The Gateway Talks
If the natural state of mind is the Buddha mind why don’t we recognise it?
The unborn Buddha-mind deals freely and spontaneously with anything that presents itself to it. But if something should happen to make you change the Buddha-mind into thought, then you run into trouble and lose that freedom. Let me give you an example. Suppose a woman is engaged in sewing something. A friend enters the room and begins speaking to her. As long as she listens to her friend and sews in the Unborn, she has no trouble doing both. But if she gives her attention to her friend's words and a thought arises in her mind as she thinks about what to reply, her hands stop sewing; if she turns her attention to her sewing and thinks about that, she fails to catch everything her friend is saying, and the conversation does not proceed smoothly. In either case, her Buddha-mind has slipped from the place of the Unborn. She has transformed it into thought. As her thoughts fix upon one thing, they're blank to all others, depriving her mind of its freedom.
(The Unborn: The Life & Teachings of Zen Master Bankei 1622-1693 tr. Norman Waddell)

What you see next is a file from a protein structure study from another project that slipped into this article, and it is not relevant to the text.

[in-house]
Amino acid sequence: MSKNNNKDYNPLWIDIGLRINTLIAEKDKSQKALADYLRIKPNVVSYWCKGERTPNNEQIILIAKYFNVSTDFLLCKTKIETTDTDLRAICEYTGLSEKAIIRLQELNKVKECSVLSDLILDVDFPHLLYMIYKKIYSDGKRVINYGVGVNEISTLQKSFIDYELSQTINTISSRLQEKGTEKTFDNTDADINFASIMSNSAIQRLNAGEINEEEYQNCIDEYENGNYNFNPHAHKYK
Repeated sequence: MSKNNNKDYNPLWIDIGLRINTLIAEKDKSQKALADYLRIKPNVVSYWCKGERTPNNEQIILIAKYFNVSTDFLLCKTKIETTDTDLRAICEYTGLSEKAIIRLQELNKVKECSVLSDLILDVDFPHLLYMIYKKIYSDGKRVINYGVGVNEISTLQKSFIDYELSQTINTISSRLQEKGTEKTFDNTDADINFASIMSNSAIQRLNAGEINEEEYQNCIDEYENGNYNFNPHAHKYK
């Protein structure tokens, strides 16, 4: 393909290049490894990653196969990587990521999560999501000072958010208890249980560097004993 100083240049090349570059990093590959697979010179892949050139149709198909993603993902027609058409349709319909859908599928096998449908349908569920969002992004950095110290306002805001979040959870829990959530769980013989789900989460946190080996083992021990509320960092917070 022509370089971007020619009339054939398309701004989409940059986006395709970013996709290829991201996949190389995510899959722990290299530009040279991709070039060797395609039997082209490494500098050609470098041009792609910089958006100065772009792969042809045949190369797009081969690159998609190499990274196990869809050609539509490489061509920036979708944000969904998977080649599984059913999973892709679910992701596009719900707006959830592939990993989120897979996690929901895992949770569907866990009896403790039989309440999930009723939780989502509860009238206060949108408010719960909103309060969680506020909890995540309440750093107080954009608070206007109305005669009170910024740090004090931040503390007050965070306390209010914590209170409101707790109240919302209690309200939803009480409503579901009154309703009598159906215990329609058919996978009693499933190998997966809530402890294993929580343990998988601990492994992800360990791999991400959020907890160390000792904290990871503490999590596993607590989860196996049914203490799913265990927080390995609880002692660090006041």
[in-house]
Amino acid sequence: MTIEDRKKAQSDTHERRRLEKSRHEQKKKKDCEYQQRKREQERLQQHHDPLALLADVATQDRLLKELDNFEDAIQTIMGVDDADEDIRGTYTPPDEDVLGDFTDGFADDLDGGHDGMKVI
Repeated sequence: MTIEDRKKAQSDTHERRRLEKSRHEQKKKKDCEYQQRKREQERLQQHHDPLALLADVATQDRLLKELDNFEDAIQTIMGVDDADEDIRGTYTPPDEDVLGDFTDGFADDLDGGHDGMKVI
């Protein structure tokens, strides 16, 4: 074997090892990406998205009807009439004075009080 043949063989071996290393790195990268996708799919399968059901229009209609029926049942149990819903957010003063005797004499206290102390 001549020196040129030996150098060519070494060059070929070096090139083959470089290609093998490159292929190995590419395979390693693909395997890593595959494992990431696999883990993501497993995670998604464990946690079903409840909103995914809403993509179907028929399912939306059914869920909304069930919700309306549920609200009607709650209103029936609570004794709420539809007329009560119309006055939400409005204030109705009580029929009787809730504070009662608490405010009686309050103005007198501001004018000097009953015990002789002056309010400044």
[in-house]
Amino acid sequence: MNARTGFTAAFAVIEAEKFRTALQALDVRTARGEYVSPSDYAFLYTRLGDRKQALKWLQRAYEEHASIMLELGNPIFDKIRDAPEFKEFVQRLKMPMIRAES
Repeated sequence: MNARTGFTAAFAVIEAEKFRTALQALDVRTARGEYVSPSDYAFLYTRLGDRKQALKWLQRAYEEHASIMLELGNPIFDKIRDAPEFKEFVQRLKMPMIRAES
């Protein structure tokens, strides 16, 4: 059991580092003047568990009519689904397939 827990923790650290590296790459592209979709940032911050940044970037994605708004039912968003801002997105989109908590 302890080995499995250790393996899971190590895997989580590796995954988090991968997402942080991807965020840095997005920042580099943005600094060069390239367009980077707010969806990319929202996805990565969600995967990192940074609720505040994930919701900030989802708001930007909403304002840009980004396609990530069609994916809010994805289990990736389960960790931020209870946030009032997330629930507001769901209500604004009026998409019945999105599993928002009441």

In this podcast:
• Bankei’s awakening
• Legacy - spontaneous v. written legacy and Bankei’s admonition against writing his words down.
• [Udana 8.3] : “There is, practitioners, an unborn, unproduced, unmade, and unconditioned. If there were no unborn, unproduced, unmade, and unconditioned, then you would find no escape here from the born, produced, made, and conditioned. But since there is an unborn, unproduced, unmade, and unconditioned, an escape is found from the born, produced, made, and conditioned.”
• Myokyo-ni’s ‘Quiet spaciousness” in Zazen and then in Kinhin and then in daily life a return to.
• Picture no. 7: Stay not where the Buddha is; hurry by where he is not’ - ‘Cultivate the heart that doesn’t settle anywhere’.
The virtue of generosity, charity or giving. Your donations are welcomed.Learn more